GRAND RAPIDS, Mich. (WOOD) — The parents of 19-month-old child who was deprived of water until he died will go to prison after pleading guilty to second-degree murder.
The quiet and formal court proceedings gave little indication of the tragic situation that brought 31-year-old father Alexander Birkenmeyer and 27-year-old mother Andrea Todd to Kent County Circuit Court Monday morning.
Both parents pleaded guilty to second-degree murder and child abuse as part of plea deals that will significantly reduce the sentences they could have received if convicted by a jury.
Their son Yurik Birkenmeyer was found dead in his crib March 16, 2018, at the family’s Wyoming home on Longstreet Avenue north of 28th Street. The temperature in the room was 85 to 90 degrees because of a space heater. At a hearing in August of last year, a forensic pathologist testified the boy weighed 22 pounds at death, the same weight as he was at 9 months, according to the child’s medical records.
As the details of the crime were outlined, neither parent showed any emotion.
Judge Mark Trusock took the pleas, questioning the parents to be sure they understood what they were pleading to.
“You did nothing to alleviate the situation, is that correct?” Trusock asked Todd.
“Yes, sir,” she answered.
“And that child died as a result of dehydration, is that correct?” Trusock continued.
“Yes, sir,” she calmly answered.
In exchange for the pleas, the prosecutor agreed to cap the minimum sentence at 16 years for Todd and 20 years for Birkenmeyer.
Todd had agreed to testify against the child’s father, whose sentencing guidelines could have had him facing a minimum of as much as 46 years.
The maximum sentence will be determined by Trusock on Oct. 31 and could be as high as life in prison.
These parents had two other children, one who died in 2015 and another who was born a few months ago while the mother was in the Kent County jail.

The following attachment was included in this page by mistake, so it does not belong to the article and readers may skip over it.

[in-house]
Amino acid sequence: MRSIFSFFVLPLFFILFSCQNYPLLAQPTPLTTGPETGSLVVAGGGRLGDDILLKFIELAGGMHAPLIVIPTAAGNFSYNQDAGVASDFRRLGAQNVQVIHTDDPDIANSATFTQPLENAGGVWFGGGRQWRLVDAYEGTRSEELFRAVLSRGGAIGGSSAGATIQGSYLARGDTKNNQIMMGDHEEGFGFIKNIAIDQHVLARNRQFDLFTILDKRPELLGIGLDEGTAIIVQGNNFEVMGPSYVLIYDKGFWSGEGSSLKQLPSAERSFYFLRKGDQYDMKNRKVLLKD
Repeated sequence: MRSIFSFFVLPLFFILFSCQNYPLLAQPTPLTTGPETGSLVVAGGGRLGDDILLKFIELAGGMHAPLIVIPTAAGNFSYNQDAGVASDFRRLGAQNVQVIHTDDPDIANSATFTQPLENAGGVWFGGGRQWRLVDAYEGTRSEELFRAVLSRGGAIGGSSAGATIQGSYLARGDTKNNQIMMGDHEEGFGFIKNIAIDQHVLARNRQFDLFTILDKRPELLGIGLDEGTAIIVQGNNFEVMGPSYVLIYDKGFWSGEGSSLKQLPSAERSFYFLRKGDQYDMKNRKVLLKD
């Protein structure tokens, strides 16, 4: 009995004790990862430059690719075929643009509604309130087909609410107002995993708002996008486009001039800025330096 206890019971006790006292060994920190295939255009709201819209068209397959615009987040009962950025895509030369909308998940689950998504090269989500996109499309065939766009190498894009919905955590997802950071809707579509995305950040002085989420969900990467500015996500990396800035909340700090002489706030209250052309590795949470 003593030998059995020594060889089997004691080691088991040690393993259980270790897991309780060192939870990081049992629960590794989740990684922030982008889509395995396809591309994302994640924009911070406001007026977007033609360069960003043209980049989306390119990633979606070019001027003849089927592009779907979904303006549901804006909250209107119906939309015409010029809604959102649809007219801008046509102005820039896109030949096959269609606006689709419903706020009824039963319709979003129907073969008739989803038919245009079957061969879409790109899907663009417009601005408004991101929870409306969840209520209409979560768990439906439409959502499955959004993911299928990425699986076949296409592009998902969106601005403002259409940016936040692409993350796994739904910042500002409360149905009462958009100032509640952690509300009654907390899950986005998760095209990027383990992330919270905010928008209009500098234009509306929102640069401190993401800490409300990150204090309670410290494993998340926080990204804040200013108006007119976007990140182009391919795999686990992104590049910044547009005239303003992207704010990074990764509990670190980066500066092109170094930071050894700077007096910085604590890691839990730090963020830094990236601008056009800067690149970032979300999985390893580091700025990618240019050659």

Investigators determined that the 2015 death was due to sudden infant death syndrome related to “co-sleeping with Alexander Birkenmeyer,” according to court records. The Kent County medical examiner found no evidence of injuries that would have suggested abuse or prompted further investigation and neither parent was charged with a crime.
When Todd was arrested in July 2018, it was revealed that she was pregnant with their third child. That child is in foster care and prosecutors will be seeking termination of Todd’s parental rights. Birkenmeyer was never legally declared the child’s father.
For the Kent County jail, the situation was nothing new.
“We have someone who is pregnant here at all times. I would say, maybe five at a time,” Kent County Corrections Facility Lt. Scott Nibbelink said, adding the inmates regularly give birth while in custody.
Officials treat the pregnant women like anyone else who has a condition that needs medical attention, bringing them to appointments and maintaining their dietary needs. The women are kept in general population unless they need immediate medical attention.
“If an inmate says that ‘I’m having contractions,’ they will call our medical staff and they will evaluate them and see if they need to go to the hospital at that time,” Nibbelink said.
They are transported to the hospital, usually by cruiser, and they are guarded while they are at the hospital.
In cases without fear for the safety of the child, the mother can stay with the baby for however long the hospital determines.
In cases in which the court has called for the child to be immediately removed, the child will go to wherever Children’s Protective Services determines and the mother is returned to the jail, which is what happened with Todd.